Collision: Berlin-Hanover line closed at least until the end of the weekend

Image: Twitter. Tim Knopf

The Berlin-Hanover railway line has been closed after two freight trains collided near Giifhorn, 60 kilometres east of Hannover, in northern Germany. Since the accident caused one wagon filled with propane gas to leak, it will not be possible to clean the scene up until the gas is dissipated. Deutsche Bahn said that traffic should not restart before at least Sunday evening.

The accident occurred on Thursday, 17 November, very early in the morning, as the local fire authority, Freiwillige Feuerwehr Gifhorn, stated. A freight train, which stopped at a railway signal, was hit from behind by another that did not stop. The second train was carrying 25 wagons loaded with propane gas, one of which started to leak after the collision and consequent derailment.

The consequences of the collision

The driver of the second train was badly injured and was taken to hospital, while the driver of the first train sustained light injuries. On a slightly more positive note, the gas leak will not impact the inhabitants of the towns nearby the accident. However, workers on the location need to work with respiratory protection.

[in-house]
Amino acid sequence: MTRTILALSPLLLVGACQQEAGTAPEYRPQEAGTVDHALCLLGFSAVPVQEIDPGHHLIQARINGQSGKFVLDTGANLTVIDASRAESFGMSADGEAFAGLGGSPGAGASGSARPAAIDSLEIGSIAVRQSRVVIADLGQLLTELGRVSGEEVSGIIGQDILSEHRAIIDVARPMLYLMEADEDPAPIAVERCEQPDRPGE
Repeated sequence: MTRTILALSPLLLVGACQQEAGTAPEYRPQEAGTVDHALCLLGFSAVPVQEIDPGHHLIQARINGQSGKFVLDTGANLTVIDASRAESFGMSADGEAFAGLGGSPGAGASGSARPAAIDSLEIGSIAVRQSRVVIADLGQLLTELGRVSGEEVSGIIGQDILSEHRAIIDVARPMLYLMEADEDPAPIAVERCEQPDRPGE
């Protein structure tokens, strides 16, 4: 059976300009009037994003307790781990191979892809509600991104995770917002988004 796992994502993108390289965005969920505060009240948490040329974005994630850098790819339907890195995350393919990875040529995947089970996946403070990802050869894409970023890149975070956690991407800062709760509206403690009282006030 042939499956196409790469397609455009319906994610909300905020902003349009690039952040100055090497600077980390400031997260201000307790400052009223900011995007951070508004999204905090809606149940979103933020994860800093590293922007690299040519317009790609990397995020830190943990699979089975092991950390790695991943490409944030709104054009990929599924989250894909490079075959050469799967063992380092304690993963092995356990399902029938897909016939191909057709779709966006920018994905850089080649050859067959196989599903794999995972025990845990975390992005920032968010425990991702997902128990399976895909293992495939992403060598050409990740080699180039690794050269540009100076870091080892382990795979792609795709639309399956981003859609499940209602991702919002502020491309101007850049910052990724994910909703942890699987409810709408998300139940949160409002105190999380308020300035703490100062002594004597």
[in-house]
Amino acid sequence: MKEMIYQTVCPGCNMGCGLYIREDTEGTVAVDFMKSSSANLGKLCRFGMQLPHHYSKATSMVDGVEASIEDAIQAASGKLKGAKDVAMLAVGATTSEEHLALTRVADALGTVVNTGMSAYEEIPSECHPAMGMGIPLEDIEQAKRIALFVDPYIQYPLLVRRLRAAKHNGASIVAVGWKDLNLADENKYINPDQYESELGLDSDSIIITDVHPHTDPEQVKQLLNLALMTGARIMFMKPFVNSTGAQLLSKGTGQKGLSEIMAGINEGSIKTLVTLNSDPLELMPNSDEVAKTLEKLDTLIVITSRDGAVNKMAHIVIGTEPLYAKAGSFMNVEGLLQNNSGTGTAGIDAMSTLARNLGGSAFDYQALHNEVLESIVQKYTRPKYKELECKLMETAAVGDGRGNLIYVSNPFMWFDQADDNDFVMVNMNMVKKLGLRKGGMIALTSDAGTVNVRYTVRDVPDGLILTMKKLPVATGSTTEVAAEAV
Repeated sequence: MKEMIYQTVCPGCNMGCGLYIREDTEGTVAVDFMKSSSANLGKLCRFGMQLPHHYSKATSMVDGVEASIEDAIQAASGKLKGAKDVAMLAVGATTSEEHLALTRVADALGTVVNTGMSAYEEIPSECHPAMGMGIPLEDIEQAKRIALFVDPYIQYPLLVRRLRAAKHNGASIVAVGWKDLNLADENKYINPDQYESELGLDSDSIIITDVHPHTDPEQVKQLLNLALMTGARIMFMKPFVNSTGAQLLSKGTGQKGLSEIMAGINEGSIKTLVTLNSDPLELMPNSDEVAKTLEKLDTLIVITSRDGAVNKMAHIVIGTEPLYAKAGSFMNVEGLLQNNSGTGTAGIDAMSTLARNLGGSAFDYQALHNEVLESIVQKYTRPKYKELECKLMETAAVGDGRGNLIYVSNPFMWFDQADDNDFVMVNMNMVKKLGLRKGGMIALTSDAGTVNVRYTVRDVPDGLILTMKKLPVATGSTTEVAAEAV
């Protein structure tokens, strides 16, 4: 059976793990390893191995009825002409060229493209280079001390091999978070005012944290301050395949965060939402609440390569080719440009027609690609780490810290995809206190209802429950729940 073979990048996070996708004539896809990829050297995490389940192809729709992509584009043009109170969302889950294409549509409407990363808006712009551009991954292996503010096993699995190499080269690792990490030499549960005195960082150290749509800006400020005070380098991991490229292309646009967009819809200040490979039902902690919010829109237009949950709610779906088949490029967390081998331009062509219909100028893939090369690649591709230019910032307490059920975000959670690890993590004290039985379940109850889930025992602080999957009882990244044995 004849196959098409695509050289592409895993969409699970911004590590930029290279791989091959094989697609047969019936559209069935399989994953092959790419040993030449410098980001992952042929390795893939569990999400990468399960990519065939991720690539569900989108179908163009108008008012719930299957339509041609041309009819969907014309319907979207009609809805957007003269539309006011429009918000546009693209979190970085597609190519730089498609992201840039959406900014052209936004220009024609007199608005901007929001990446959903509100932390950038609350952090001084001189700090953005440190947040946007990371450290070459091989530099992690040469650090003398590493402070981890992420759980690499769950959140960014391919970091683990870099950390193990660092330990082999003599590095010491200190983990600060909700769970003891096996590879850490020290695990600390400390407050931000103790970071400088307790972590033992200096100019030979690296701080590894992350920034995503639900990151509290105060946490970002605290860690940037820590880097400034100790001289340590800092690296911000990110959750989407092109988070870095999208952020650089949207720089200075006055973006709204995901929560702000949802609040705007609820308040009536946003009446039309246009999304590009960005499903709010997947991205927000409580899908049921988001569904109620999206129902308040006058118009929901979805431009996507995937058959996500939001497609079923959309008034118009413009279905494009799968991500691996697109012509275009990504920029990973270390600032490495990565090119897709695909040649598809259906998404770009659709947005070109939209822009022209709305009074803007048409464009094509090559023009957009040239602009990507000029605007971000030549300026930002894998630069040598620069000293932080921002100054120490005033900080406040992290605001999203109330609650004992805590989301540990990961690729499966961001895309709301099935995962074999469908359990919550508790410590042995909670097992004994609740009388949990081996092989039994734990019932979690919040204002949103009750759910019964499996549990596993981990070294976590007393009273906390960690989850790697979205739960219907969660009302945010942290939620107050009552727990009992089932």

As DB reported, various trains, especially passenger ones, that were planning on using the Berlin-Hanover, rail route will be diverted or cancelled. The reasons leading up to the accident are not clear as of yet. The Federal Authority for Railway Accident Investigation pointed out that they have started an investigation into the accident.

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Author: Marco Raimondi

Marco Raimondi is an editor of RailFreight.com, the online magazine for rail freight professionals.

1 comment op “Collision: Berlin-Hanover line closed at least until the end of the weekend”

bönström bönström|18.11.22|19:47

Still, without knowing cause, stated: it was an “accident”…
(Accordingly, unforeseeable and result in a serie, just most unfavourably combined.)
Forgivingly, just as normally, here it is anticipated, that neither standard, nor “state of the art” procedure, is to be blamed, etc., etc.
This may be the truth, but not always…
Thus, excusing “accident” should be spared, until cause is known, or?
(With a serious quality program present, IM could have used feed back, from earlier, etc. and…)

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